Back in 1918 during the First World War, all the American coffee output was requisitioned by the US Army. As a dominant producer at that time, the G. Washington Coffee Refining Company, proudly advertised its contribution to the war effort, "G. Washington's Refined Coffee has gone to war." The following were some of the comments that were received from hardy soldiers in miserable trenches who were enjoying, as they called it, their "cup of George".

"I am very happy despite the rats, the rain, the mud, the draughts [sic], the roar of the cannon and the scream of shells. It takes only a minute to light my little oil heater and make some George Washington Coffee.... Every night I offer up a special petition to the health and well-being of [Mr. Washington]."

"There is one gentleman I am going to look up first after I get through helping whip the Kaiser, and that is George Washington, of Brooklyn, the soldiers' friend."

Excerpted from Uncommon Grounds by Mark Pendergrast,
Basic Books, New York, NY, 1999, p. 147-148.

A  New York Tribune magazine ad (dated June 22, 1919) announces the return of G. Washington's Coffee to the American home following WWI.
Click to enlarge.


So where did "cup of Joe" originate? We believe "cup of George" evolved into "cup of Joe". George is often shortened to "Geo." and can be read as "Joe". That's the only logical explanation of its etymology in Wiktionary!

Comments from soldiers serving on the field:

"I'm a medic currently stationed in Tallil Iraq. I am deployed with the 250th Forward Surgical Team (Airborne). I work at the base hospital in the emergency room. Another soldier told me about your coffee for the soldiers program and I'm just writing to say thank you for the support. You have no clue how much it means to U.S. soldiers when people back home send appreciation. It really helps us through times of doubt and struggles. Too many people today focus on the politicians' decisions and blame us for them. Many many soldiers are making incredible sacrifices in order to insure our country's safety, I see them come through the E.R. on a almost daily basis. I was wondering if I could sign my hospital up for your program where I would be able to distribute your product to the ones who need it most, the wounded war fighter. Regardless of your response thank you very for what you are doing for us, you are a true patriot!"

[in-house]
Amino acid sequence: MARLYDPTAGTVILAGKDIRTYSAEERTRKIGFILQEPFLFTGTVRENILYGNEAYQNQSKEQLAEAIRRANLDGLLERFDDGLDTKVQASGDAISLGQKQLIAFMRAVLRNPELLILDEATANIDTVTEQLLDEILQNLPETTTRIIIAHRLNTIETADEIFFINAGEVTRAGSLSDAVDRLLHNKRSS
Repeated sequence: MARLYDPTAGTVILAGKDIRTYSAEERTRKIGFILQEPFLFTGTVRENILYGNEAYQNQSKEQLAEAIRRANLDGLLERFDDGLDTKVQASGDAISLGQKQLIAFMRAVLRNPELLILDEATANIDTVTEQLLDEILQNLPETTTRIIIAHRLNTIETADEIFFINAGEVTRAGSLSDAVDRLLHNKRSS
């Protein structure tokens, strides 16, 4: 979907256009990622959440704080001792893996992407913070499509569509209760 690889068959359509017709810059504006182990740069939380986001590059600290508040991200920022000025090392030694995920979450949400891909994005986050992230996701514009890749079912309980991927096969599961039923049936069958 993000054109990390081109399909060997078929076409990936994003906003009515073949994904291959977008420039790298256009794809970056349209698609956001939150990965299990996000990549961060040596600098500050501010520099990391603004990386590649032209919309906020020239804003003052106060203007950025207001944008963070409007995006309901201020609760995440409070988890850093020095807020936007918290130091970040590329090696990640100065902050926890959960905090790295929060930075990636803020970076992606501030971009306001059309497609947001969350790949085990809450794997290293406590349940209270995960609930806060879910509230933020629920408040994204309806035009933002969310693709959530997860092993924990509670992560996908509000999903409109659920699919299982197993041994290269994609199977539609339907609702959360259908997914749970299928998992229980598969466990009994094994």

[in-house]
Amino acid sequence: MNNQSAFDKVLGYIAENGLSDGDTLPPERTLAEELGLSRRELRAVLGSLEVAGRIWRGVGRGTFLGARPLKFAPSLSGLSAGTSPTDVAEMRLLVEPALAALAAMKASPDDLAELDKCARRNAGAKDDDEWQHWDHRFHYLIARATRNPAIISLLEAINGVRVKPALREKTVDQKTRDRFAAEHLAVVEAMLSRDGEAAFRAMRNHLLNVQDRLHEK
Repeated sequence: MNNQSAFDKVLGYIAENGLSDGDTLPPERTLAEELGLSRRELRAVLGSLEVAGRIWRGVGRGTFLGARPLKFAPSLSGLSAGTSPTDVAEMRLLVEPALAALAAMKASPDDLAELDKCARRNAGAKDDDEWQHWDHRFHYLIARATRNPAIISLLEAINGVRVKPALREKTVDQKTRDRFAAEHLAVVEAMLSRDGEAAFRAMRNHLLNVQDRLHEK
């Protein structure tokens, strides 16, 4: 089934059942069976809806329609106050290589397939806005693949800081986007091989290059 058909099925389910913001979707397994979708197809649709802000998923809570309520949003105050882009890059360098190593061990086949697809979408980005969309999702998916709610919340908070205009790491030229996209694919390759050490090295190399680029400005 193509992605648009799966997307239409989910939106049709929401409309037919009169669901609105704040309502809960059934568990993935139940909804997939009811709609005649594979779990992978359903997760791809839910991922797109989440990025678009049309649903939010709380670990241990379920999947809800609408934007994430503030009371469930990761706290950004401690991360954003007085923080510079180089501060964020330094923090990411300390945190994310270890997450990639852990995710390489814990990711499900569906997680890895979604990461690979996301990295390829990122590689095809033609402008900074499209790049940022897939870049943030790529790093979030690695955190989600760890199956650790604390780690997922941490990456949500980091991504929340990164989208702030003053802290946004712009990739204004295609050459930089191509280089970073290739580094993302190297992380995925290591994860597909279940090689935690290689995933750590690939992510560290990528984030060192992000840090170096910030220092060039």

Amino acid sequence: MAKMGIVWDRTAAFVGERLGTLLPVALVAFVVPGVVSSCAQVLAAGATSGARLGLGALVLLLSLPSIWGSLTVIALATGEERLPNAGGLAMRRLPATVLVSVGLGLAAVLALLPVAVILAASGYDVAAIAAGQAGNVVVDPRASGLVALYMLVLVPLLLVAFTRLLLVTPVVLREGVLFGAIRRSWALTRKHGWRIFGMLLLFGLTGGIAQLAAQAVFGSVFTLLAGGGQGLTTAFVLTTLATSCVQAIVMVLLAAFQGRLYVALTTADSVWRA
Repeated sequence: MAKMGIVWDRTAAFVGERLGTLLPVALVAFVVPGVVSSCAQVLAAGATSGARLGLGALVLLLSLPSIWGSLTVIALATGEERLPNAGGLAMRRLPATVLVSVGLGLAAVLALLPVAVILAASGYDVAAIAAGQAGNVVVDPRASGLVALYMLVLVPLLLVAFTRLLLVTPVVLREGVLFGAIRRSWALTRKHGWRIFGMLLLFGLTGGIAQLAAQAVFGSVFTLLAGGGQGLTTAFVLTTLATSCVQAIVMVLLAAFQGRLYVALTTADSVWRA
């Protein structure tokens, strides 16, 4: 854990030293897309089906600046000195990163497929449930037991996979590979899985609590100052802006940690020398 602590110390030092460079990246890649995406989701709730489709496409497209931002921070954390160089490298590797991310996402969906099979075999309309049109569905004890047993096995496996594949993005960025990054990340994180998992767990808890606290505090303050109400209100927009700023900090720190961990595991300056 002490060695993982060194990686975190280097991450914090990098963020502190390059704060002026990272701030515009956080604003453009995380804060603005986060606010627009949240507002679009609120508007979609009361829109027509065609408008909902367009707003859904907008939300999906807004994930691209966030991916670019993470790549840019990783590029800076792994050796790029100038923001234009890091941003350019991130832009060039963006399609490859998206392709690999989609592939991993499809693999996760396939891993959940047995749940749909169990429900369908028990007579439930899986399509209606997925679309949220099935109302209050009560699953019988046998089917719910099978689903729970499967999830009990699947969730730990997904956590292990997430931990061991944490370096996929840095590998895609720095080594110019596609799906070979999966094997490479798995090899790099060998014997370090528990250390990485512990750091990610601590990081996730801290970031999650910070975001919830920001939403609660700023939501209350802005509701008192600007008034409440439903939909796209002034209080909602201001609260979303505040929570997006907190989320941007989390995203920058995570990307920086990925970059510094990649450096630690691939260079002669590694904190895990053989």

"I'm a team leader with the Infantry. The guys here have already drank most of it, and everyone seems to really like it. It must be good for them to be drinking it in this heat (it's hotter over here now than it was when I left). Thanks again!"

"I got back from mission today and the coffee shipment was waiting for me. Thank you very much. Needless to say but it will be very much enjoyed. Thank you for your patriotism!"

"My name is M.R., and I am currently deployed to Baghdad, Iraq. I am a huge coffee fan and so are about 9 other co-workers of mine. We all work here in a CSH (Combat Support Hospital), as part of the surgical team. We live and breath coffee due to the late hours, and random calls we get in the middle of the night when things go wrong. We take care of American troops so they can live to see another day. We are looking for a program that sends coffee to troops in combat zones. We are here for 15 months and already things are very hard to come by."